NASA is suspending efforts to fully deploy a solar array aboard the Lucy spacecraft, at least until late next year, citing diminishing returns as the spacecraft moves away from the Sun. In a statement posted on NASA’s website Jan. 19, the agency said that the latest attempt more than a month ago to lock one of the two solar panels on Lucy had not completed the circular system’s deployment and locked it in place. This interference “caused only a small movement of the solar array,” according to NASA.
The mission is working on full solar panel deployment shortly after launch in October 2021. While one of the 7.3 meter diameter arrays opened and locked in place as desired, the other did not. Engineers spent months diagnosing the problem and concluded that the loss of tension in the cord used to insert the array was preventing the array from fully deploying and locking into place.
NASA downplayed the problem, stating that engineers believed the array was almost fully deployed and appeared stable. This was based on the array’s characteristics during its gravitational flight, which on October 16, less than 400 kilometers above Earth, passed smoothly through the thin upper atmosphere.
However, after this transition, the spacecraft controllers attempted to complete the deployment of the array and lock it in place. “It gradually opened the wing forward,” NASA said in a Nov. 7 trial, but the controllers also noticed a slight vibration in the system, which engineers concluded was the result of interactions between the engine and the system’s structural modes.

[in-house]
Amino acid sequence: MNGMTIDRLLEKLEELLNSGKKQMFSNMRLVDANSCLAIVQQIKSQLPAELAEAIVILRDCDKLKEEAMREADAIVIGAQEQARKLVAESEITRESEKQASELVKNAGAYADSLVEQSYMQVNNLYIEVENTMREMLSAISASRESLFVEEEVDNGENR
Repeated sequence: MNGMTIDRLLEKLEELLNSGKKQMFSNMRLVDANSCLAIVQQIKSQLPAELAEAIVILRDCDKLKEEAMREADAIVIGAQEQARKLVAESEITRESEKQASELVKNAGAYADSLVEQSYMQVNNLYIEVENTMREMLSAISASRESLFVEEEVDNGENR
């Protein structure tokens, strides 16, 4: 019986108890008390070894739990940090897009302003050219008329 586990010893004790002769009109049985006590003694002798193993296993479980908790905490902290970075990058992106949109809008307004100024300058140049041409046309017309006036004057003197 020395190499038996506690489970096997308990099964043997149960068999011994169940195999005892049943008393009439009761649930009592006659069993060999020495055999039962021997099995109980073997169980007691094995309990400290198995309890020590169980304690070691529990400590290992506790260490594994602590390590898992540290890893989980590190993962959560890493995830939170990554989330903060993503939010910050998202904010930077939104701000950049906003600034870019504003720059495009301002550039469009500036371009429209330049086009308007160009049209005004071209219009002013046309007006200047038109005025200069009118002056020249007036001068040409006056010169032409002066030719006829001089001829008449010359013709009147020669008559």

After adjusting the engine, NASA tried again on Dec. 13, but noticing that progress was “minimal”, engineers concluded that this was due to a drop in temperature as Lucy moved away from the sun.
“NASA’s Lucy mission team has decided to suspend further solar panel deployments,” the agency said in a recent statement. Said. “The team has determined that operating the solar panel mission in the current unlocked state carries an acceptable level of risk and that further deployment action will not be beneficial at this time.”
The agency isn’t denying any further attempts to disrupt the sequence, but only until the spacecraft makes its next close approach to Earth in late 2024 and warms it up enough to make progress more likely. These plans will also depend on the stability of the array during the first maneuver of the spacecraft’s main engine in February 2024.
Even if the array isn’t fully deployed and locked, NASA said the 98% deployed array could generate enough power for the spacecraft to complete its mission by passing a main belt asteroid and seven Trojan asteroids at Jupiter’s distance from the Sun. These flights will take place between 2025 and 2033.
Source: Port Altele
John Wilkes is a seasoned journalist and author at Div Bracket. He specializes in covering trending news across a wide range of topics, from politics to entertainment and everything in between.